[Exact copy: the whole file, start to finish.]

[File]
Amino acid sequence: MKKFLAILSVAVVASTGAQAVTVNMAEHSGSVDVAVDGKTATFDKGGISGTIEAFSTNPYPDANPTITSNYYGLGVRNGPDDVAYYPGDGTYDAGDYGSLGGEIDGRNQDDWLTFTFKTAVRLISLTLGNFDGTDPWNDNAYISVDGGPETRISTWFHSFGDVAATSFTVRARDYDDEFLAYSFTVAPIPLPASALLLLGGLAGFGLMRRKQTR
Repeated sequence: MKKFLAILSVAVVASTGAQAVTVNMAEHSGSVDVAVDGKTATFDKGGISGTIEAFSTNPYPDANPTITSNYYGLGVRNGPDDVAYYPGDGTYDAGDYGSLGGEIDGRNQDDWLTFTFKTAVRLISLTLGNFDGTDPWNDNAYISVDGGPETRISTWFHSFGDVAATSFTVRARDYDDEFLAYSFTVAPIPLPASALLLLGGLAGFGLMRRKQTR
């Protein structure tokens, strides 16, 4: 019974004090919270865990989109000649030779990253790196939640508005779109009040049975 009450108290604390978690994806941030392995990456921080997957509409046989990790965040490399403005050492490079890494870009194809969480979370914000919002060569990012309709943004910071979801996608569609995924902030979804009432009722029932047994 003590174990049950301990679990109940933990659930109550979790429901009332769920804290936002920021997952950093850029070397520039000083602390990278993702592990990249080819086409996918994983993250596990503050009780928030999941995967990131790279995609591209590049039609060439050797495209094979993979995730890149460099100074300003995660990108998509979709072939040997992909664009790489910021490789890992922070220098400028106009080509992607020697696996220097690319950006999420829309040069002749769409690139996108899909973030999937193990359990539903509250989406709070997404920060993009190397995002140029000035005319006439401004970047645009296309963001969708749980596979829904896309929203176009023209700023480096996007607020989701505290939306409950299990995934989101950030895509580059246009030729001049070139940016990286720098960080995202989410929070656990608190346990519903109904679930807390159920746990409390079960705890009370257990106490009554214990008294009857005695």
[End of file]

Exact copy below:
Amino acid sequence: MKKFLAILSVAVVASTGAQAVTVNMAEHSGSVDVAVDGKTATFDKGGISGTIEAFSTNPYPDANPTITSNYYGLGVRNGPDDVAYYPGDGTYDAGDYGSLGGEIDGRNQDDWLTFTFKTAVRLISLTLGNFDGTDPWNDNAYISVDGGPETRISTWFHSFGDVAATSFTVRARDYDDEFLAYSFTVAPIPLPASALLLLGGLAGFGLMRRKQTR
Repeated sequence: MKKFLAILSVAVVASTGAQAVTVNMAEHSGSVDVAVDGKTATFDKGGISGTIEAFSTNPYPDANPTITSNYYGLGVRNGPDDVAYYPGDGTYDAGDYGSLGGEIDGRNQDDWLTFTFKTAVRLISLTLGNFDGTDPWNDNAYISVDGGPETRISTWFHSFGDVAATSFTVRARDYDDEFLAYSFTVAPIPLPASALLLLGGLAGFGLMRRKQTR
């Protein structure tokens, strides 16, 4: 019974004090919270865990989109000649030779990253790196939640508005779109009040049975 009450108290604390978690994806941030392995990456921080997957509409046989990790965040490399403005050492490079890494870009194809969480979370914000919002060569990012309709943004910071979801996608569609995924902030979804009432009722029932047994 003590174990049950301990679990109940933990659930109550979790429901009332769920804290936002920021997952950093850029070397520039000083602390990278993702592990990249080819086409996918994983993250596990503050009780928030999941995967990131790279995609591209590049039609060439050797495209094979993979995730890149460099100074300003995660990108998509979709072939040997992909664009790489910021490789890992922070220098400028106009080509992607020697696996220097690319950006999420829309040069002749769409690139996108899909973030999937193990359990539903509250989406709070997404920060993009190397995002140029000035005319006439401004970047645009296309963001969708749980596979829904896309929203176009023209700023480096996007607020989701505290939306409950299990995934989101950030895509580059246009030729001049070139940016990286720098960080995202989410929070656990608190346990519903109904679930807390159920746990409390079960705890009370257990106490009554214990008294009857005695």